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Credit reports are the files that credit report agencies maintain about your credit history and share with the rest of the world...read more
Consumers looking to buy a home, get a credit card, or obtain some other form of financial help have to clear a pretty big hurdle.
It's called a credit report.
Credit reports are used by creditors to see how you've managed previous credit obligations and to determine whether or not you're a good credit risk. It tells them whether it's a good bet that you'll pay off that big credit card payment or make payments on that new Cadillac right on time.
Creditors make those calculations based on the data included in your credit report. As a U.S. citizen, and presumably the owner of a Social Security number, you're financial history is a public record. Your financial background, including payment history, can be found and condensed by any one of the three credit reporting agencies – Equifax, Experian and TransUnion.
Each of these companies are veritable clearinghouses of personal financial information of anybody, citizen or not, with a U.S. Social Security number. The data that each of the "Big Three" accumulates are the meat and potatoes of your credit report – any one piece of data can mean the loss of a home loan or the rejection of a credit card application due to weak credit.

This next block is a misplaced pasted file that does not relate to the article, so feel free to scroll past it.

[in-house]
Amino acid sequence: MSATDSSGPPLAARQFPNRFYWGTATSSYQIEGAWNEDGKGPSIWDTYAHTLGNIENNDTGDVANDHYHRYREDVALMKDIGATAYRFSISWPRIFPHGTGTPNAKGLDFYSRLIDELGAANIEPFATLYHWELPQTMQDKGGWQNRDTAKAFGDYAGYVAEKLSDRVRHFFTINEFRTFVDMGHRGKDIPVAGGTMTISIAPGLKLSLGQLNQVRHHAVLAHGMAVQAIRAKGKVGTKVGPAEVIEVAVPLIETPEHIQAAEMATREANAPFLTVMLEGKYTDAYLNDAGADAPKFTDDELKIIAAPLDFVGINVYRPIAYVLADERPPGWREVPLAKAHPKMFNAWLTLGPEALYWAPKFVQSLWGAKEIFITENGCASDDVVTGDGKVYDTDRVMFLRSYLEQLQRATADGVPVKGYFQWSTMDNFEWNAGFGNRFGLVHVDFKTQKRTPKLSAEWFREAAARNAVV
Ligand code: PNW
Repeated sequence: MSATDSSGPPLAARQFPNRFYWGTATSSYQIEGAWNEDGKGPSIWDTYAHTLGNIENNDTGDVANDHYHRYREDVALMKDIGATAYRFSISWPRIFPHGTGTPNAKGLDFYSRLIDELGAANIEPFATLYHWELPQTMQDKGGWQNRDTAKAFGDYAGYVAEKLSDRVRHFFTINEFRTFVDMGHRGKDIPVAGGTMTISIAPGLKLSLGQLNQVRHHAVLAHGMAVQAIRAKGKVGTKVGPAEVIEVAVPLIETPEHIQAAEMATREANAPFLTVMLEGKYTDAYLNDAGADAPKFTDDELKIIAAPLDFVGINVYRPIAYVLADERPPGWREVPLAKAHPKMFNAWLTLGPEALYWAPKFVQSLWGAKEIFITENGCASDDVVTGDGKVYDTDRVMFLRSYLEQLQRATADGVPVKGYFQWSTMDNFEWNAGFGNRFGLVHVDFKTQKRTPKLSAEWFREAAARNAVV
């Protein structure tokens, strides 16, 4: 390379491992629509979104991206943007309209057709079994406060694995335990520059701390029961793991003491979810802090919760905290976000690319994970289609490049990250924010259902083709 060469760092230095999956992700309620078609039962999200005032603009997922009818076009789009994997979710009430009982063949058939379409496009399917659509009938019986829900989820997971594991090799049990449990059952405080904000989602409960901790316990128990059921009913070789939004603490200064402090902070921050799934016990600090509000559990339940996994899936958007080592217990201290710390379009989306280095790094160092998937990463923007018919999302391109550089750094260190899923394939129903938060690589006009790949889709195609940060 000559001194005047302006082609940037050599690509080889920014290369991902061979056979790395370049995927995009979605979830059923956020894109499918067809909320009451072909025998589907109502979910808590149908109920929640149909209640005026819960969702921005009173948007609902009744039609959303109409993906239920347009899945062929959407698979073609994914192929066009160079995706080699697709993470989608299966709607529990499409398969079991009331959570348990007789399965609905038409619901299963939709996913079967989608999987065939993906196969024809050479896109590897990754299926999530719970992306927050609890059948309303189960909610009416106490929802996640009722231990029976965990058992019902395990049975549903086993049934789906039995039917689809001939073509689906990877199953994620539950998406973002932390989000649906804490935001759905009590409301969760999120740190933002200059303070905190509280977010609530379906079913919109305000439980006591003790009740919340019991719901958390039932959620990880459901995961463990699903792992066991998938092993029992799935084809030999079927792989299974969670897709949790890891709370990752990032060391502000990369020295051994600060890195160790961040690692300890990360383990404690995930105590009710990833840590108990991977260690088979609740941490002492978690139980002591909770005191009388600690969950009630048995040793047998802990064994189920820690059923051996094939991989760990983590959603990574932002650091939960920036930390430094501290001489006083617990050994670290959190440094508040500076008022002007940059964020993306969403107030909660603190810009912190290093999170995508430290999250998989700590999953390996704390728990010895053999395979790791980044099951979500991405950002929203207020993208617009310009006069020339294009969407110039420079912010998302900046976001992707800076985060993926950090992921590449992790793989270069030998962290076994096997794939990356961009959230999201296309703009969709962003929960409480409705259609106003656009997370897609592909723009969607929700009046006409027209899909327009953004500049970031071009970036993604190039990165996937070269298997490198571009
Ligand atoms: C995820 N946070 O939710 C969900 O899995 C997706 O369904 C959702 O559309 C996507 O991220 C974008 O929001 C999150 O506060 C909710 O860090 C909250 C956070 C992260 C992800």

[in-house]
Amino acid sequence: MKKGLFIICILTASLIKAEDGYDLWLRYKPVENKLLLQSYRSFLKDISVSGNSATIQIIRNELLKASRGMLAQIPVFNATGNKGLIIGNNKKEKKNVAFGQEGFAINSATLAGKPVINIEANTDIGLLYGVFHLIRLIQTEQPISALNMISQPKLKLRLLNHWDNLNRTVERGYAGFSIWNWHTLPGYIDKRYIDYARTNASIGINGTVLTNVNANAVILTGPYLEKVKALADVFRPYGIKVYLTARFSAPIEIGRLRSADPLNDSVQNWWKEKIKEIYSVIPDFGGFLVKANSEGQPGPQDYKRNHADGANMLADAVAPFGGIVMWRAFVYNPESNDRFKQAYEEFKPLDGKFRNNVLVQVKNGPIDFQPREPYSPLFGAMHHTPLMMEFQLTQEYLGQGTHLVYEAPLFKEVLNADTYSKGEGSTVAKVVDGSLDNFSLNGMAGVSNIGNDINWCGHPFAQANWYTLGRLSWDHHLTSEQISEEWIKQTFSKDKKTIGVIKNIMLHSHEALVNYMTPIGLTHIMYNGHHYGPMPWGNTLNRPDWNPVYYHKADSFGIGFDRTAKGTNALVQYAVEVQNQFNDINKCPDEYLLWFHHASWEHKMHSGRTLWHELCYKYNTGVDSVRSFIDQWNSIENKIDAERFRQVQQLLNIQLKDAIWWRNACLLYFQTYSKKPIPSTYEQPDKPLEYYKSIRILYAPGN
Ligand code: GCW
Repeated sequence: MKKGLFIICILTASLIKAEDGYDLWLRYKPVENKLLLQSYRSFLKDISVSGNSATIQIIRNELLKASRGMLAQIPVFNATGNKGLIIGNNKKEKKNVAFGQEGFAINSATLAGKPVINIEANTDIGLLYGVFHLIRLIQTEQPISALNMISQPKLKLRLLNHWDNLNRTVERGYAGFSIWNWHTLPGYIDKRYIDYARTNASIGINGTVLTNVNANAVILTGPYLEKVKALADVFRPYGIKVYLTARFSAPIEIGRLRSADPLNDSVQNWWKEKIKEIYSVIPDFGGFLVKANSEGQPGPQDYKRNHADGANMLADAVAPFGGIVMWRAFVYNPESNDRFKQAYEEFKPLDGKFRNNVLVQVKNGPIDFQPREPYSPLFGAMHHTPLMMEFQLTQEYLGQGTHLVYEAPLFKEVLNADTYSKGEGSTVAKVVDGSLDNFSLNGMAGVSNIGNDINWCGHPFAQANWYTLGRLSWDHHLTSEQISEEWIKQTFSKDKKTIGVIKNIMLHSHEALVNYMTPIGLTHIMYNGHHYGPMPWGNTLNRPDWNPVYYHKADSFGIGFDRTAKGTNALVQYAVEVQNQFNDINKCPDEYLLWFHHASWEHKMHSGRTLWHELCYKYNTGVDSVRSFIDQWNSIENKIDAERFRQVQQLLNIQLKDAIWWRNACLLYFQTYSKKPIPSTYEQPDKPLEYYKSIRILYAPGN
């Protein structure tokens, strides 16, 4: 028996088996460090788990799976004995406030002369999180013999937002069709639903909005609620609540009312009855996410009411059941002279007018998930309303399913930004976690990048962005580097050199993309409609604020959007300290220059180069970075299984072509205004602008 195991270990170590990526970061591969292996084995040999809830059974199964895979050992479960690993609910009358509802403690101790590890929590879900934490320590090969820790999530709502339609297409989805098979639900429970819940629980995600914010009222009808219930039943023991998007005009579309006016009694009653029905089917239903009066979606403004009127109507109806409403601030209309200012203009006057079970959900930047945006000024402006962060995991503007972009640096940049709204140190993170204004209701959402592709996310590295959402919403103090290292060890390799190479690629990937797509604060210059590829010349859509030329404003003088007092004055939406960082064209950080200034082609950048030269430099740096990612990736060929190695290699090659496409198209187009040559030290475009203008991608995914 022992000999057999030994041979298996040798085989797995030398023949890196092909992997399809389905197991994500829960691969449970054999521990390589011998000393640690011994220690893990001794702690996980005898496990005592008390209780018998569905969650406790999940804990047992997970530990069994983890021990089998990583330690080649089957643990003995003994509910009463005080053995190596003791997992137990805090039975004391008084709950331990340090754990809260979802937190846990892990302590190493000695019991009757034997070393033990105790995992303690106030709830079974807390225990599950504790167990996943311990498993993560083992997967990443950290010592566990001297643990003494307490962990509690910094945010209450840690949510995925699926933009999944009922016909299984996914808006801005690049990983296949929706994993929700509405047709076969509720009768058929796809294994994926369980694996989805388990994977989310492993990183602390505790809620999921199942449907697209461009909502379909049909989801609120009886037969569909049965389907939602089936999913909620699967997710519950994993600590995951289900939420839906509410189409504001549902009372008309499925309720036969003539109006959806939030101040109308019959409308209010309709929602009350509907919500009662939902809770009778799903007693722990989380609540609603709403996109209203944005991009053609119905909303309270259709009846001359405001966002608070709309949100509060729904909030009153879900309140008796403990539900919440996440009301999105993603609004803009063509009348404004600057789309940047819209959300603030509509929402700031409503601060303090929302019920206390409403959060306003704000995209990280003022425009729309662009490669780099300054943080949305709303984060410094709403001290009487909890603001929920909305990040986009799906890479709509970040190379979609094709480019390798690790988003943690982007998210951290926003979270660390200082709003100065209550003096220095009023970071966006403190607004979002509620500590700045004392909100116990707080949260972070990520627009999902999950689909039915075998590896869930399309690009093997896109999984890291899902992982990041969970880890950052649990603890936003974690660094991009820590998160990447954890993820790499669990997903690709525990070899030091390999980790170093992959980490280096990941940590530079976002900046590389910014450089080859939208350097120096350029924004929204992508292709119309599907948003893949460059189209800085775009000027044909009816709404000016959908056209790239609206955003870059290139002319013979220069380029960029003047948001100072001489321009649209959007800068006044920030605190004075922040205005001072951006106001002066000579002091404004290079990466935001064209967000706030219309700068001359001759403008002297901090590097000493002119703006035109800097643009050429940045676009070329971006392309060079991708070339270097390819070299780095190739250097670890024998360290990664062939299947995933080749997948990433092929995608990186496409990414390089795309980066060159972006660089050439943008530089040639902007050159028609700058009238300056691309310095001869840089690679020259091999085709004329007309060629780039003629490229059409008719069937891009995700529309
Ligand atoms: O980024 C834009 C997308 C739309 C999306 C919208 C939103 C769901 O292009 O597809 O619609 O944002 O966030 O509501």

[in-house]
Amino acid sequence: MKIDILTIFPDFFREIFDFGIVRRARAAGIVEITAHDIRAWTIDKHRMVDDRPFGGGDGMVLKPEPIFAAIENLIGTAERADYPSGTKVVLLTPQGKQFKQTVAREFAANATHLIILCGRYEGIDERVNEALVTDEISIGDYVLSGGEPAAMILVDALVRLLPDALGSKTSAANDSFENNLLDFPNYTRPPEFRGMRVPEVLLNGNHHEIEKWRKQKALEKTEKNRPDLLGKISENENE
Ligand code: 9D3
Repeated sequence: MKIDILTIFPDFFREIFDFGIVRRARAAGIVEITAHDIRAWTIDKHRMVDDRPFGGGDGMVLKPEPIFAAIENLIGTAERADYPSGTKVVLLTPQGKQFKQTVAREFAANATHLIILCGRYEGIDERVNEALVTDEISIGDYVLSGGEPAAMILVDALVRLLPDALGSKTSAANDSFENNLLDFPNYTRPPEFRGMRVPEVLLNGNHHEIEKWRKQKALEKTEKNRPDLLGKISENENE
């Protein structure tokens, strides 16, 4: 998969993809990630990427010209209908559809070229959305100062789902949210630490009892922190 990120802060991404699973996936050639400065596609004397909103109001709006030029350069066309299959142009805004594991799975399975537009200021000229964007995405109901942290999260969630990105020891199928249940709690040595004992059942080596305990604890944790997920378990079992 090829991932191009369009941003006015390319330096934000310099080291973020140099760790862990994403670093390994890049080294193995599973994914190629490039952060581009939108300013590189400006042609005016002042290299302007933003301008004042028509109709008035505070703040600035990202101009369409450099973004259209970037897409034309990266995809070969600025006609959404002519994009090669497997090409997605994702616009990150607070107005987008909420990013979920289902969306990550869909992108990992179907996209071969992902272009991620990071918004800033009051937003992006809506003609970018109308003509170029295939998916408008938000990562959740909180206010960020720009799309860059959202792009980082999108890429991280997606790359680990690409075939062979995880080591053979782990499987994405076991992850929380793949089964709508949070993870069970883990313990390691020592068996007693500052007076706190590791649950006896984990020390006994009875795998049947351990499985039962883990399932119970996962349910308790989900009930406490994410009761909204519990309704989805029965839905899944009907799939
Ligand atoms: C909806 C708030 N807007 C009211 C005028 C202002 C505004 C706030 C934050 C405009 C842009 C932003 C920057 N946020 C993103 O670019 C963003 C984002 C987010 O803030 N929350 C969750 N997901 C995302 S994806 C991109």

The list of organizations who can view your credit report is a limited one. It includes:
Your credit report is also used to generate your credit score (also known as a credit rating). That score indicates whether you're a god credit risk or not. A high score means you're a good candidate to pay back a loan – on time. A low score means you have a history of not doing such a great job of paying back your debts.
Credit reports include key identifying information such as your name, current and former addresses, your employer (if it's available), credit and loan histories, inquiries, collection records and public records such as bankruptcy filings and tax liens. Each of record of previous and current credit and loan records will show your payment history going back 7 years, along with other account details like credit limit, when the account was established, the type of account (installment, revolving,), etc.
Your credit report is essentially your financial resume. It's up to you to keep it as clean as possible. Your financial future may well depend on it.
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